Roasted corn | Light oak | Hints of Kentucky Cream Pull Candy | Dab of toasted marshmallow | Corn dominates yet is nicely complemented
Light corn syrup | Light peppercorn spice | Sweet sugars | Oily mouthfeel
Corn | White pepper | Dab of oak | Corn and light spice linger
When people think of American whiskey, they usually tend to think of whiskey originating in the United States. However, both Canada and Mexico are also players in the North American Whiskey market with the latter slowly starting to see more brands enter the market. Abasolo El Whisky De Mexico is the first 100% Mexican corn whiskey. According to the company, “The obtained corn distillate is matured in new toasted and used oak casks in an open warehouse with a light roof and no walls where temperature fluctuations and changing conditions provide a unique aging profile before Abasolo is bottled.”
When I first poured a glass of Abasolo I wasn’t sure what to expect, as the color of the whiskey was light straw, planting doubts that this would carry any flavor. I can report that I was pleasantly wrong on my initial judgment, as Abasolo delivers a unique flavor profile that works well both as a sipper or as a cocktail mixer. This is thanks in part to the type of corn used and also the process it goes through before and during fermentation. Abasolo uses only cacahuazintle corn which is corn that only grows at least 7,000 feet above sea level in the states of Mexico, Tlaxcala, and Puebla. Additionally, the company uses a process called nixtamalization, in which the corn is soaked and cooked in an alkaline solution such as limewater, before being washed and hauled. All this is to say that the corn Abasolo uses is much different from that used in most whiskeys produced in the United States.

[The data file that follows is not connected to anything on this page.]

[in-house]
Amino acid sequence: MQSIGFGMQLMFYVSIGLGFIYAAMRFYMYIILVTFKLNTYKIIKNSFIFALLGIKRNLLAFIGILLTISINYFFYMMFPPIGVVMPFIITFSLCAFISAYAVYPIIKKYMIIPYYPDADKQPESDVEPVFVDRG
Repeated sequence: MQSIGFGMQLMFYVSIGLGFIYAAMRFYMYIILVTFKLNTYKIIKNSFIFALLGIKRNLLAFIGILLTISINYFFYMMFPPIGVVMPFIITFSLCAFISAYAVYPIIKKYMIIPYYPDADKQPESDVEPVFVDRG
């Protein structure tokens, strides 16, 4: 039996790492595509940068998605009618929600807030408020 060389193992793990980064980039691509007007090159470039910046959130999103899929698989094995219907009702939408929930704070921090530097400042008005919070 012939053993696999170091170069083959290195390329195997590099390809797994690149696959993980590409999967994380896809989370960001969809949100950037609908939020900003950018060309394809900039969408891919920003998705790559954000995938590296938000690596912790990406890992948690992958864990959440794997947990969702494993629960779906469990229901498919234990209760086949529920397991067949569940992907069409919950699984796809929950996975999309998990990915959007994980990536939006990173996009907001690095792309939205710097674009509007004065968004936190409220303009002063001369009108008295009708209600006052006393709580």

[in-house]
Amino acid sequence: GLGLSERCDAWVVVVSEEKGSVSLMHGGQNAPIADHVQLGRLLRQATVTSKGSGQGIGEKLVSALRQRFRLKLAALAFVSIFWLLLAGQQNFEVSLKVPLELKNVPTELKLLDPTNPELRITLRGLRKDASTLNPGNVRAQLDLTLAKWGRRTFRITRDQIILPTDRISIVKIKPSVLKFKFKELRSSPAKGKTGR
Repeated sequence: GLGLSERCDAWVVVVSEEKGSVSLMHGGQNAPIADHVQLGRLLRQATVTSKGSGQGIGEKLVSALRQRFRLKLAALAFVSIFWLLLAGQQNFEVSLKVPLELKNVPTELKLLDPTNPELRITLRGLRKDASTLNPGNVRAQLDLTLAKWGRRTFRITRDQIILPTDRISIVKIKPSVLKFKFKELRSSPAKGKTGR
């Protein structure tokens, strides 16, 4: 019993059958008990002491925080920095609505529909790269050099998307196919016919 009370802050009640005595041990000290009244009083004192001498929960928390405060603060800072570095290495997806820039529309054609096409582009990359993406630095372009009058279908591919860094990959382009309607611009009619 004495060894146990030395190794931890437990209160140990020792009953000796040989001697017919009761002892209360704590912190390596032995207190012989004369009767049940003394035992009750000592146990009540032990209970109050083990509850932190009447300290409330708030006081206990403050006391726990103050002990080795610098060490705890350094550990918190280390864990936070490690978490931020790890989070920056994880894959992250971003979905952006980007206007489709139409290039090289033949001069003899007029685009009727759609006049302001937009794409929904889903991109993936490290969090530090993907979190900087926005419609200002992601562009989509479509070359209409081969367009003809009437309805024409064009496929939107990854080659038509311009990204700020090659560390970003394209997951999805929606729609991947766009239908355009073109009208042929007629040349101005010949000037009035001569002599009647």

While corn is clearly the dominant flavor characteristic, it’s delivered in a variety of ways, from roasted, to syrup, to a more traditional corn whiskey flavor profile. This corn base is also nicely complemented by more sweet flavors along with a light white peppercorn spice. This corn-forward flavor profile may not be for everyone, however, I’m looking forward to seeing how this Mexican whiskey evolves as the company is able to put out more older products. In the meantime, if you’re looking for a whiskey with a unique story that delivers a unique pour unlike other whiskeys you may be used to, Abasolo is worth pouring a glass of.